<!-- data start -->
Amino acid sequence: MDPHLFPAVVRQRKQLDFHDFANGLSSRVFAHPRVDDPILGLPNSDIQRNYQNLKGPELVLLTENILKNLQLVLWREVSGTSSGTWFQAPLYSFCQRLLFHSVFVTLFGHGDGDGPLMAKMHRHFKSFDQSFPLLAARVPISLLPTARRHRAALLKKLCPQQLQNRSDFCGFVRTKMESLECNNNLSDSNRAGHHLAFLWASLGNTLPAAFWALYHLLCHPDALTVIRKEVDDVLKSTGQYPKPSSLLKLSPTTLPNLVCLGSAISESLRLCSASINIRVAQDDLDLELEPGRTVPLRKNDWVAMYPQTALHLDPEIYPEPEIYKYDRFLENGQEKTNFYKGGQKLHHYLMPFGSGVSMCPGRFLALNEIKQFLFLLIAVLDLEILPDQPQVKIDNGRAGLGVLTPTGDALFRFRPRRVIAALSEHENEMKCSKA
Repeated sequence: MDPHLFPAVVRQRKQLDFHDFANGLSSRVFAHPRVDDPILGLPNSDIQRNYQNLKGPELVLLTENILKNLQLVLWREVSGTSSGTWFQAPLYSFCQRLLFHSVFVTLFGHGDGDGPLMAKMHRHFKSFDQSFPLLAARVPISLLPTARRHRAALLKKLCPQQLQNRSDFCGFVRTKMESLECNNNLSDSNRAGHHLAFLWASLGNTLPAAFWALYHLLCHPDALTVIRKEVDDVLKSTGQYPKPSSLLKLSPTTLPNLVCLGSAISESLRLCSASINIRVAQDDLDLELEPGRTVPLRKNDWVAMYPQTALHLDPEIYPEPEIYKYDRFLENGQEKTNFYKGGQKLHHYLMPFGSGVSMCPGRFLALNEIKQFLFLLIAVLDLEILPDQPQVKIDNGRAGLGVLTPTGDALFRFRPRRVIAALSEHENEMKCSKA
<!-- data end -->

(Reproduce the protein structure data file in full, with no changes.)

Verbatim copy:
Amino acid sequence: MDPHLFPAVVRQRKQLDFHDFANGLSSRVFAHPRVDDPILGLPNSDIQRNYQNLKGPELVLLTENILKNLQLVLWREVSGTSSGTWFQAPLYSFCQRLLFHSVFVTLFGHGDGDGPLMAKMHRHFKSFDQSFPLLAARVPISLLPTARRHRAALLKKLCPQQLQNRSDFCGFVRTKMESLECNNNLSDSNRAGHHLAFLWASLGNTLPAAFWALYHLLCHPDALTVIRKEVDDVLKSTGQYPKPSSLLKLSPTTLPNLVCLGSAISESLRLCSASINIRVAQDDLDLELEPGRTVPLRKNDWVAMYPQTALHLDPEIYPEPEIYKYDRFLENGQEKTNFYKGGQKLHHYLMPFGSGVSMCPGRFLALNEIKQFLFLLIAVLDLEILPDQPQVKIDNGRAGLGVLTPTGDALFRFRPRRVIAALSEHENEMKCSKA
Repeated sequence: MDPHLFPAVVRQRKQLDFHDFANGLSSRVFAHPRVDDPILGLPNSDIQRNYQNLKGPELVLLTENILKNLQLVLWREVSGTSSGTWFQAPLYSFCQRLLFHSVFVTLFGHGDGDGPLMAKMHRHFKSFDQSFPLLAARVPISLLPTARRHRAALLKKLCPQQLQNRSDFCGFVRTKMESLECNNNLSDSNRAGHHLAFLWASLGNTLPAAFWALYHLLCHPDALTVIRKEVDDVLKSTGQYPKPSSLLKLSPTTLPNLVCLGSAISESLRLCSASINIRVAQDDLDLELEPGRTVPLRKNDWVAMYPQTALHLDPEIYPEPEIYKYDRFLENGQEKTNFYKGGQKLHHYLMPFGSGVSMCPGRFLALNEIKQFLFLLIAVLDLEILPDQPQVKIDNGRAGLGVLTPTGDALFRFRPRRVIAALSEHENEMKCSKA